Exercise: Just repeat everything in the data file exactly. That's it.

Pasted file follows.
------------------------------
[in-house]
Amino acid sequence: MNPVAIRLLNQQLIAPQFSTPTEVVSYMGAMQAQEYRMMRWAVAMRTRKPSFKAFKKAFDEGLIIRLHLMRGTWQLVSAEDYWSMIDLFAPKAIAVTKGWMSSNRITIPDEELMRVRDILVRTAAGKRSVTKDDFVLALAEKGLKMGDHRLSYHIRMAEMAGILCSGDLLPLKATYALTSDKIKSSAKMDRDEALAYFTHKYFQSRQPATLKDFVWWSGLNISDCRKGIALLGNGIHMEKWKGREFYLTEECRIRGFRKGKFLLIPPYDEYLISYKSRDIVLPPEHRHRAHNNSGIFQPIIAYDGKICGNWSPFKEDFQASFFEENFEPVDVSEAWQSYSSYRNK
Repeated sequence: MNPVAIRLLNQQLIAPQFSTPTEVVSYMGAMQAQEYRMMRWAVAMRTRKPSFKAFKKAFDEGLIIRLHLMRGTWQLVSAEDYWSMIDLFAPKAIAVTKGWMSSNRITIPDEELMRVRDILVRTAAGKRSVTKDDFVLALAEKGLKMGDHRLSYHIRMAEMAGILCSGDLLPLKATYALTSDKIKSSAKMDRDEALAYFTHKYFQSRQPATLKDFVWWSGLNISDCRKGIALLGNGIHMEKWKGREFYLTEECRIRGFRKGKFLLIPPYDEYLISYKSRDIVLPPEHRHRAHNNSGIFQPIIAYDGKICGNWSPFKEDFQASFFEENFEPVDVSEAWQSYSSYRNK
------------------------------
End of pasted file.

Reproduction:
[in-house]
Amino acid sequence: MNPVAIRLLNQQLIAPQFSTPTEVVSYMGAMQAQEYRMMRWAVAMRTRKPSFKAFKKAFDEGLIIRLHLMRGTWQLVSAEDYWSMIDLFAPKAIAVTKGWMSSNRITIPDEELMRVRDILVRTAAGKRSVTKDDFVLALAEKGLKMGDHRLSYHIRMAEMAGILCSGDLLPLKATYALTSDKIKSSAKMDRDEALAYFTHKYFQSRQPATLKDFVWWSGLNISDCRKGIALLGNGIHMEKWKGREFYLTEECRIRGFRKGKFLLIPPYDEYLISYKSRDIVLPPEHRHRAHNNSGIFQPIIAYDGKICGNWSPFKEDFQASFFEENFEPVDVSEAWQSYSSYRNK
Repeated sequence: MNPVAIRLLNQQLIAPQFSTPTEVVSYMGAMQAQEYRMMRWAVAMRTRKPSFKAFKKAFDEGLIIRLHLMRGTWQLVSAEDYWSMIDLFAPKAIAVTKGWMSSNRITIPDEELMRVRDILVRTAAGKRSVTKDDFVLALAEKGLKMGDHRLSYHIRMAEMAGILCSGDLLPLKATYALTSDKIKSSAKMDRDEALAYFTHKYFQSRQPATLKDFVWWSGLNISDCRKGIALLGNGIHMEKWKGREFYLTEECRIRGFRKGKFLLIPPYDEYLISYKSRDIVLPPEHRHRAHNNSGIFQPIIAYDGKICGNWSPFKEDFQASFFEENFEPVDVSEAWQSYSSYRNK